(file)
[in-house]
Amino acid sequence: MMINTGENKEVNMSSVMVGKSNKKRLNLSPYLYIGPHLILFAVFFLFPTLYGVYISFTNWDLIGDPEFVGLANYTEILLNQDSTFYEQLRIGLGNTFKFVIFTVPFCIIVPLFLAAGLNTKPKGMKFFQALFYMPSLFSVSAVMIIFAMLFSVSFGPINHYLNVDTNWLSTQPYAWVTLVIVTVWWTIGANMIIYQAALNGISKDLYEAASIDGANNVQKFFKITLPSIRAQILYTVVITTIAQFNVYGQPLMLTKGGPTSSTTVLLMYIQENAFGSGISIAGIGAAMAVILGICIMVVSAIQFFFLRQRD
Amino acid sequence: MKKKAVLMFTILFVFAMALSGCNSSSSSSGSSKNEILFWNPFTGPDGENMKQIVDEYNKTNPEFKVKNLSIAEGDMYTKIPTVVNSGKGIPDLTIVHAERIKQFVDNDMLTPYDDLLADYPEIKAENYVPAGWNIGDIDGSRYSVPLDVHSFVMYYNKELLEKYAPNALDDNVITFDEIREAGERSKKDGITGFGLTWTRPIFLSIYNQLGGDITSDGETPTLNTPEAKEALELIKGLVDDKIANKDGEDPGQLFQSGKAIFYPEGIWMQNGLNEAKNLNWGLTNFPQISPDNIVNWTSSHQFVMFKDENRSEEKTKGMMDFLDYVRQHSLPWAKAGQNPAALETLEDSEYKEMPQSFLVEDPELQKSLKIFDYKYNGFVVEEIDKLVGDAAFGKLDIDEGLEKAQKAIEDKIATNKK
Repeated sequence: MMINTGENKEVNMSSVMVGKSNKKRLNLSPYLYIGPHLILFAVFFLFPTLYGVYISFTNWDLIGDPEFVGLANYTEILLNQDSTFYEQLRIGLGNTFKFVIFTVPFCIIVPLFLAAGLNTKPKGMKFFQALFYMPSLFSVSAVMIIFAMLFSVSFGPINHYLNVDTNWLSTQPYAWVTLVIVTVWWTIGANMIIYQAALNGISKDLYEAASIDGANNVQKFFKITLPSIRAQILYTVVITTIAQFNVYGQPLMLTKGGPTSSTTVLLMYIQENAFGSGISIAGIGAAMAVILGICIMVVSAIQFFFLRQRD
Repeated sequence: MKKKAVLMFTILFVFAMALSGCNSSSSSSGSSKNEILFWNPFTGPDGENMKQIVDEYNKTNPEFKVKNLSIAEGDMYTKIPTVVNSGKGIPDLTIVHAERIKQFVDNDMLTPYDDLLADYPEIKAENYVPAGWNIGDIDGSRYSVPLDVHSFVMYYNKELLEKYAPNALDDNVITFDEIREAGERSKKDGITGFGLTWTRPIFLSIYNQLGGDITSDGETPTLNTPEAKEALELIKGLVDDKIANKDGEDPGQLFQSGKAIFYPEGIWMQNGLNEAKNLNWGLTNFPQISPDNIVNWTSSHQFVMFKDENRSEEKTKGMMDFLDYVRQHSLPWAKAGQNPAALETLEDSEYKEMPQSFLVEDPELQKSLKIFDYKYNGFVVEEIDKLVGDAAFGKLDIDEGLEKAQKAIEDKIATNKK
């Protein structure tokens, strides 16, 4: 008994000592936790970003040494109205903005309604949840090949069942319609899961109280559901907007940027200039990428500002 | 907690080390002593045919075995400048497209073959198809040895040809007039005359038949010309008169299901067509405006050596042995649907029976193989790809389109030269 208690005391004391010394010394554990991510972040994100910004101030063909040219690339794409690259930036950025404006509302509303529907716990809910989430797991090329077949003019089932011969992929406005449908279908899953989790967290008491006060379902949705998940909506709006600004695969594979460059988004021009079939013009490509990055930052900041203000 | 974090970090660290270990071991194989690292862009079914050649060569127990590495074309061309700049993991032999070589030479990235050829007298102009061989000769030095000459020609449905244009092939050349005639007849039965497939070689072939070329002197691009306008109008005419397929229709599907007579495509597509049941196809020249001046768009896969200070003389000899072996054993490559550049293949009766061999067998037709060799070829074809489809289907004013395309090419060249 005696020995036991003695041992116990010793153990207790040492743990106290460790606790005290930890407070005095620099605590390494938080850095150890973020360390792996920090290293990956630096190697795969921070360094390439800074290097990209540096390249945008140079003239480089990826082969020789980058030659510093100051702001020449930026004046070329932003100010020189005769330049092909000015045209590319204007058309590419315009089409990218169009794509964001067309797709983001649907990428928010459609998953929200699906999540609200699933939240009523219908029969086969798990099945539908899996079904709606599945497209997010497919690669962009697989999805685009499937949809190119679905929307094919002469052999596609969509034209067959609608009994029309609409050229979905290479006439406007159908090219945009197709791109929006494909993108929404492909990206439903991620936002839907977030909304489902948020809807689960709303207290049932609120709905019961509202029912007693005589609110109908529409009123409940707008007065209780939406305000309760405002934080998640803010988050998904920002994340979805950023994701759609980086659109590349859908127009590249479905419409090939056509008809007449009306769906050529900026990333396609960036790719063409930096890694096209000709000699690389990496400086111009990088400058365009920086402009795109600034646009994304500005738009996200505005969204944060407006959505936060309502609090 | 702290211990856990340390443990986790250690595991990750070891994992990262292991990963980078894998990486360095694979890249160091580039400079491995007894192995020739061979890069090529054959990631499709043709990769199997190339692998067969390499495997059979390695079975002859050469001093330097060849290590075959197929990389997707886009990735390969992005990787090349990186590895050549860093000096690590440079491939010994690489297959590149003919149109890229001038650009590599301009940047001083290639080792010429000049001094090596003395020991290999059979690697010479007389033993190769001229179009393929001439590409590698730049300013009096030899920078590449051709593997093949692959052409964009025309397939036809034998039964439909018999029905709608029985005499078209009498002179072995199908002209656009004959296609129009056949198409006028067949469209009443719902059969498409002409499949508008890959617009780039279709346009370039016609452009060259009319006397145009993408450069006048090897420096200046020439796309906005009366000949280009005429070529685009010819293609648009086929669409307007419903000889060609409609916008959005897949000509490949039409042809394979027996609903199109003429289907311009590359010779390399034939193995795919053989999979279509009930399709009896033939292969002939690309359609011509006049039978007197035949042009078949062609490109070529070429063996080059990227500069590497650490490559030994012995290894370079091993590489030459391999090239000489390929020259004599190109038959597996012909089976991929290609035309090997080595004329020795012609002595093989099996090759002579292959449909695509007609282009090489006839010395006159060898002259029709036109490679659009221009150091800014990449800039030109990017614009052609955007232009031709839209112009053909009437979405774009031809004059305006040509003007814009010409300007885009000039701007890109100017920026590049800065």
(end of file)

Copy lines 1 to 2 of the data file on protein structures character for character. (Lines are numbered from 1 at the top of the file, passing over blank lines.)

[in-house]
Amino acid sequence: MMINTGENKEVNMSSVMVGKSNKKRLNLSPYLYIGPHLILFAVFFLFPTLYGVYISFTNWDLIGDPEFVGLANYTEILLNQDSTFYEQLRIGLGNTFKFVIFTVPFCIIVPLFLAAGLNTKPKGMKFFQALFYMPSLFSVSAVMIIFAMLFSVSFGPINHYLNVDTNWLSTQPYAWVTLVIVTVWWTIGANMIIYQAALNGISKDLYEAASIDGANNVQKFFKITLPSIRAQILYTVVITTIAQFNVYGQPLMLTKGGPTSSTTVLLMYIQENAFGSGISIAGIGAAMAVILGICIMVVSAIQFFFLRQRD